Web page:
Predicting clinical scores from magnetic resonance scans in Alzheimer's disease

Cynthia M. Stonnington, Carlton Chu, Stefan Klöppel, Clifford R. Jack, John Ashburner, Richard S.J. Frackowiak

Research output: Contribution to journalArticlepeer-review

178 Scopus citations


Machine learning and pattern recognition methods have been used to diagnose Alzheimer's disease (AD) and mild cognitive impairment (MCI) from individual MRI scans. Another application of such methods is to predict clinical scores from individual scans. Using relevance vector regression (RVR), we predicted individuals' performances on established tests from their MRI T1 weighted image in two independent data sets. From Mayo Clinic, 73 probable AD patients and 91 cognitively normal (CN) controls completed the Mini-Mental State Examination (MMSE), Dementia Rating Scale (DRS), and Auditory Verbal Learning Test (AVLT) within 3. months of their scan. Baseline MRI's from the Alzheimer's disease Neuroimaging Initiative (ADNI) comprised the other data set; 113 AD, 351 MCI, and 122 CN subjects completed the MMSE and Alzheimer's Disease Assessment Scale-Cognitive subtest (ADAS-cog) and 39 AD, 92 MCI, and 32 CN ADNI subjects completed MMSE, ADAS-cog, and AVLT. Predicted and actual clinical scores were highly correlated for the MMSE, DRS, and ADAS-cog tests (P< 0.0001). Training with one data set and testing with another demonstrated stability between data sets. DRS, MMSE, and ADAS-Cog correlated better than AVLT with whole brain grey matter changes associated with AD. This result underscores their utility for screening and tracking disease. RVR offers a novel way to measure interactions between structural changes and neuropsychological tests beyond that of univariate methods. In clinical practice, we envision using RVR to aid in diagnosis and predict clinical outcome.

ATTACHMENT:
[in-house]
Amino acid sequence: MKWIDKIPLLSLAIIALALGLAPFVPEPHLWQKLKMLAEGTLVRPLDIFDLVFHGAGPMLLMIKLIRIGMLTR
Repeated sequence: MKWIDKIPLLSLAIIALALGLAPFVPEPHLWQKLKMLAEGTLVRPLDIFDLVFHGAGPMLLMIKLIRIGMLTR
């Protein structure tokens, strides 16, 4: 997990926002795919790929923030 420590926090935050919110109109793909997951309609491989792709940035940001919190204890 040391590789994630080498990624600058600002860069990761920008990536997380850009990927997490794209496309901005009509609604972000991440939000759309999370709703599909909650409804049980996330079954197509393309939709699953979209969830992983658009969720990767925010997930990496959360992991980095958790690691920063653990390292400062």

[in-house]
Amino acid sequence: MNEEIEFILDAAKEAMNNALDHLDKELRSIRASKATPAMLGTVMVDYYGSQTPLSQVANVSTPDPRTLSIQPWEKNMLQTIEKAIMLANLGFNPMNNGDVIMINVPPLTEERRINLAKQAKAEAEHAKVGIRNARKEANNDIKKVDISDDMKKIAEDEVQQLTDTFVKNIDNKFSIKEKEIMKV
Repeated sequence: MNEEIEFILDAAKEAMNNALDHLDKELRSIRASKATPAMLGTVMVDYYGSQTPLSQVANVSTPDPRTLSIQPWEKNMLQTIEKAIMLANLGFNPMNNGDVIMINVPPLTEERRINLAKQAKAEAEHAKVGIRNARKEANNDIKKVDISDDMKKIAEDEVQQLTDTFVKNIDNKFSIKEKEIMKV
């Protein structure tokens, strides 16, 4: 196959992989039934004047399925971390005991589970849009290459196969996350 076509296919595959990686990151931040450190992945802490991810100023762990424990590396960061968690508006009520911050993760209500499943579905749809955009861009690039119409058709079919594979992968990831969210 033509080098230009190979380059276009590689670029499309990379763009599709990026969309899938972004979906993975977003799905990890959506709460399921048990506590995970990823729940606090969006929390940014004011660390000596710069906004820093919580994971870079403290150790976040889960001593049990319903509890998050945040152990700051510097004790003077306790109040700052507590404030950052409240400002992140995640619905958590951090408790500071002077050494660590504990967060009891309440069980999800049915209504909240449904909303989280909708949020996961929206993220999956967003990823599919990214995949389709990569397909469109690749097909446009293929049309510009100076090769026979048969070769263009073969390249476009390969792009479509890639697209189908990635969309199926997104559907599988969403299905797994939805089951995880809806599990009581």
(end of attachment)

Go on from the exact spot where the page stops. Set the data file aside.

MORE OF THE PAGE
Original languageEnglish (US)
Pages (from-to)1405-1413
Number of pages9
Issue number4
StatePublished - Jul 2010


  • ADAS-Cog
  • AVLT
  • Alzheimer's disease
  • DRS
  • MMSE
  • Machine learning
  • Multivariate
  • Relevance vector regression

ASJC Scopus subject areas

  • Neurology
  • Cognitive Neuroscience


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